The rate of naturally infected sandflies in endemic areas and the correct identification of the infecting Leishmania in a determined phlebotomine species are of prime importance in vectorial and epidemiological studies of leishmaniasis. The most commonly used method for that investigation is the laborious and time-consuming search for the parasite in loco, after dissection of the digestive tract of the insect. Besides, in putative positive cases, the infection has to be confirmed by in vitro culture of the Leishmania, often susceptible to contamination, or by inoculation into laboratory animals, as other non-identified flagellates are commonly found in the digestive tract of those insects13,15.

In the last ten years, molecular methods have been developed for the identification of certain species of Leishmania, either isolated from cultures or from patients13 as well as in the detection of the parasite in a pool of phlebotomine specimens14. The main advantages of these methods are their sensitivity and specificity, independently of the number, stage and localization of the Leishmania in the digestive tract of the vector10. In the last few years, it has been successfully applied to field studies on the vectorial competence of phlebotomine sandflies1,12, even in areas with low rates of infection9,14.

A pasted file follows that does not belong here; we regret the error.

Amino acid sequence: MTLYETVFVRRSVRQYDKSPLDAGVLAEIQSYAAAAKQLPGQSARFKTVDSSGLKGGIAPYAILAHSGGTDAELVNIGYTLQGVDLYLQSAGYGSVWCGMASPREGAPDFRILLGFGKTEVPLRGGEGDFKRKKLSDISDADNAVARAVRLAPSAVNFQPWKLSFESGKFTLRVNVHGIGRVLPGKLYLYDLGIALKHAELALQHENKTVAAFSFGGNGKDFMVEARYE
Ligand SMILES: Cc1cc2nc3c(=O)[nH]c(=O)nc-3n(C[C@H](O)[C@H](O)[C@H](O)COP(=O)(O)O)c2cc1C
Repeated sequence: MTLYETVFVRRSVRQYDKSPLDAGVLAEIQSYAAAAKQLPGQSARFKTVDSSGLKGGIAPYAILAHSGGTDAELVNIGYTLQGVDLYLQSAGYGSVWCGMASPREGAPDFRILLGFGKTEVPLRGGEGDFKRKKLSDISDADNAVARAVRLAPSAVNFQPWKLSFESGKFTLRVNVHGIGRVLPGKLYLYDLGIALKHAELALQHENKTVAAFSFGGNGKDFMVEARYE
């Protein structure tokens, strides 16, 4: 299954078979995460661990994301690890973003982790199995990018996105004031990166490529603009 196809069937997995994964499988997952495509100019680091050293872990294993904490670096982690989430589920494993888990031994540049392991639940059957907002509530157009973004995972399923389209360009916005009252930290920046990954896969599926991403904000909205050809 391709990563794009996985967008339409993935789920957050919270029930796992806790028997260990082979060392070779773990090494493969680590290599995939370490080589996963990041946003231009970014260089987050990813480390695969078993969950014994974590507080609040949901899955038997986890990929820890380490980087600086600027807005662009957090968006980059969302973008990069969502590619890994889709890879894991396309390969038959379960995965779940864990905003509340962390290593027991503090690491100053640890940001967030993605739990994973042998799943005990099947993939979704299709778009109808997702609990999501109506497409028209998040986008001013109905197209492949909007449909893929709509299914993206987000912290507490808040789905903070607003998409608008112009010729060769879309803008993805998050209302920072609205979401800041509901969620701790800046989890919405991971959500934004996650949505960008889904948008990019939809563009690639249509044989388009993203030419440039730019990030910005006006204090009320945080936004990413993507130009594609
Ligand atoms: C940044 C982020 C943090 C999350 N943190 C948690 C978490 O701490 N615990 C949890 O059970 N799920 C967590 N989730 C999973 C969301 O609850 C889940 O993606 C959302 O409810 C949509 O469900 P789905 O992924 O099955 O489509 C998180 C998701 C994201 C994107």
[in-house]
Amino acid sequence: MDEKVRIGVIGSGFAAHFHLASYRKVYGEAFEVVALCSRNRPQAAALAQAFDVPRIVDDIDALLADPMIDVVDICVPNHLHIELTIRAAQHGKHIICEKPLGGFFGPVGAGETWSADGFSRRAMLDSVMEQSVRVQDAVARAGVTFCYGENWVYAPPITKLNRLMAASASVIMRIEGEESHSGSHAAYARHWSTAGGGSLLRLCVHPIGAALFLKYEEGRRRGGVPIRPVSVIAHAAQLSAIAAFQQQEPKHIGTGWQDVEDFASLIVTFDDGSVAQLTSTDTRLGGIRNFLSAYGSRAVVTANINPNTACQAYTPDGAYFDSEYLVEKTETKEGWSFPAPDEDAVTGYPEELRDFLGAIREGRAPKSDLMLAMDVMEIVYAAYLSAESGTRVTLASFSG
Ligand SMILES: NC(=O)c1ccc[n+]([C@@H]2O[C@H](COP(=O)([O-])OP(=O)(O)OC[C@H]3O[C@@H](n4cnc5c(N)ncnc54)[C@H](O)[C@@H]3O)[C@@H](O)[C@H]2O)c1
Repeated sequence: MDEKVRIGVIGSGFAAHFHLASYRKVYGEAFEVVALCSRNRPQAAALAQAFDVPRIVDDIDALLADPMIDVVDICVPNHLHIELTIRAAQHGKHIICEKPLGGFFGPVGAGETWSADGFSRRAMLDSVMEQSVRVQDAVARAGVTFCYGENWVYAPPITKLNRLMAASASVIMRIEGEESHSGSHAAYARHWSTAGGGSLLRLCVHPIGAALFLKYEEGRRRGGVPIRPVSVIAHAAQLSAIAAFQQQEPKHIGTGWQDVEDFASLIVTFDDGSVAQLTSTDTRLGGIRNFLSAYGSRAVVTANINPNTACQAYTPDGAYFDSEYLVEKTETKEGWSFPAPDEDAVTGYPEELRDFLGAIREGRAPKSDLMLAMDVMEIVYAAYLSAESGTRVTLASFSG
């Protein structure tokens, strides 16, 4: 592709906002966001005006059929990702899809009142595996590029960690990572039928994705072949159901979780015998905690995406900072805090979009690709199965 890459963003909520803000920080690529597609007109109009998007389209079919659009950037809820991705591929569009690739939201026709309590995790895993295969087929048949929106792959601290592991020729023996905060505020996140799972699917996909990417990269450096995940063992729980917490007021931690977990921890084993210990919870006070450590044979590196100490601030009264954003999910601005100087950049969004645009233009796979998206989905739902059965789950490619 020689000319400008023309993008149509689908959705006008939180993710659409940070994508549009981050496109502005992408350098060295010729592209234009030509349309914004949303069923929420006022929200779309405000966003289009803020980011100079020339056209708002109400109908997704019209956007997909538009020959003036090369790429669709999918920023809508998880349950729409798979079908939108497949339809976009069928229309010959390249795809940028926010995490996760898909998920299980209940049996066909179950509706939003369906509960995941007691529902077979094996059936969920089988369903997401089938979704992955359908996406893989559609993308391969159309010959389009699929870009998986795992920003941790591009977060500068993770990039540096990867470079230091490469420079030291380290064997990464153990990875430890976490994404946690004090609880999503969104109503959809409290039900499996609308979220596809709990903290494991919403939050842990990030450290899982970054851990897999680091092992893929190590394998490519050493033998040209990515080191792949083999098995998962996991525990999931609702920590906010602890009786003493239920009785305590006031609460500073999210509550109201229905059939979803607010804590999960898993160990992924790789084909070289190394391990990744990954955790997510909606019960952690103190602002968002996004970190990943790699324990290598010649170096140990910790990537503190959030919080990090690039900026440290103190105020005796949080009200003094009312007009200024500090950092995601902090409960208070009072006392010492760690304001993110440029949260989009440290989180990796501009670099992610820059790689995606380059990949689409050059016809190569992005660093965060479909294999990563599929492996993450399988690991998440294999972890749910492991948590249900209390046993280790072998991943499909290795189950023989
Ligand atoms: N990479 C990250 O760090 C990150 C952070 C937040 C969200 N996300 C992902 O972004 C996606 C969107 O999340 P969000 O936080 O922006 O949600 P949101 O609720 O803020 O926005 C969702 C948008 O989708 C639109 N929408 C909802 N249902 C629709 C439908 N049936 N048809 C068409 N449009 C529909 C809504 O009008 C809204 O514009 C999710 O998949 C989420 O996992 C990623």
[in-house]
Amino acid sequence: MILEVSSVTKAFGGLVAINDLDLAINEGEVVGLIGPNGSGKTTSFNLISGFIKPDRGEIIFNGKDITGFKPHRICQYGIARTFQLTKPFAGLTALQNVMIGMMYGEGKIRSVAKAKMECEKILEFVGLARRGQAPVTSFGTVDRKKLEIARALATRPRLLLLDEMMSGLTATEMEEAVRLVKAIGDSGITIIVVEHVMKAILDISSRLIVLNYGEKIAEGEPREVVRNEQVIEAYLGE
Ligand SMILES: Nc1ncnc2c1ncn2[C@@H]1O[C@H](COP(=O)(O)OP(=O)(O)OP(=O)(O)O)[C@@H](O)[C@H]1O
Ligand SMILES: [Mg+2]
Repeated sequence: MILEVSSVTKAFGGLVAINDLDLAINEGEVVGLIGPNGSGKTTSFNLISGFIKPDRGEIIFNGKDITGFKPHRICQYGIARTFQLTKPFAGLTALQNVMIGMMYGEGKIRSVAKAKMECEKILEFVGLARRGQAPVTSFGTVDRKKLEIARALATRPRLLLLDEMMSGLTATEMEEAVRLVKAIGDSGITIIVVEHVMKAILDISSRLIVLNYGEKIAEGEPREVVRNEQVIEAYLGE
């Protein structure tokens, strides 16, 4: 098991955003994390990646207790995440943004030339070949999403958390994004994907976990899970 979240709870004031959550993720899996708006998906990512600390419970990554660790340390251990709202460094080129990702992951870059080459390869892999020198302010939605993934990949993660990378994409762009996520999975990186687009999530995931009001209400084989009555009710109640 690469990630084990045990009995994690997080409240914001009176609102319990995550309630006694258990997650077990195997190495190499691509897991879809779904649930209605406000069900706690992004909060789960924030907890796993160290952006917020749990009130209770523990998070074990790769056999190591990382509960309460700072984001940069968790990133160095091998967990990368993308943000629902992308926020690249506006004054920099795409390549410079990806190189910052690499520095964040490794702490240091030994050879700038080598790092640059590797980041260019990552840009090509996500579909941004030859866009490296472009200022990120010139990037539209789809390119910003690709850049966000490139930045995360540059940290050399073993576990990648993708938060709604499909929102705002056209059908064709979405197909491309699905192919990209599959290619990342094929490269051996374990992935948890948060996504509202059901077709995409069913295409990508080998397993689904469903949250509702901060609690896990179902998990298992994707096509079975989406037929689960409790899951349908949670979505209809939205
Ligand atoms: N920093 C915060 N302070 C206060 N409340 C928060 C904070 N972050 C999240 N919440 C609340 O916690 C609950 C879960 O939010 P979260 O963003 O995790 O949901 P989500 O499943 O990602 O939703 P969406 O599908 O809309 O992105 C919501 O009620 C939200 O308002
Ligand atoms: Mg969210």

Our aim in the present study was to assess the use of PCR in the detection of Leishmania sp. in individual sandflies (L. longipalpis and L. chagasi) experimentally infected, using the whole insect for the DNA extraction, without any dissection step. The specificity of the method was also tested after infection of L. migonei with L. braziliensis and L. amazonensis, to which complex-specific primers are available6,8.

 

MATERIAL AND METHODS

Leishmania parasites - Strains of L. chagasi (MHOM/BR/74/PP/75), L. braziliensis (MHOM/BR/75/M2903) and L. amazonensis (IPLA/BR/67/PH8) were cultured in M199 medium containing 5% fetal calf serum. L. chagasi amastigotes were obtained by in vitro transformation2 whereas the other two strains were periodically inoculated into the rear paw of hamster (Mesocricetus auratus).

Assay sensitivity - 3- to 4-day-old laboratory reared females of L. longipalpis were dissected and to their digestive tracts were added serial dilutions of L. chagasi from in vitro cultures, containing 10, 100 or 1,000 promastigotes in 10 µl of PBS, followed by 10 µl of PBS or mouse blood. Controls containing L. chagasi culture dilutions only were prepared.

Blind assay - 3- to 4-day-old laboratory reared females of L. longipalpis were dissected and to their digestive tracts were added or not 10 µl of L. chagasi cultures. After codified identification, twenty samples were submitted to DNA extraction and amplification with genus-specific primers, as described.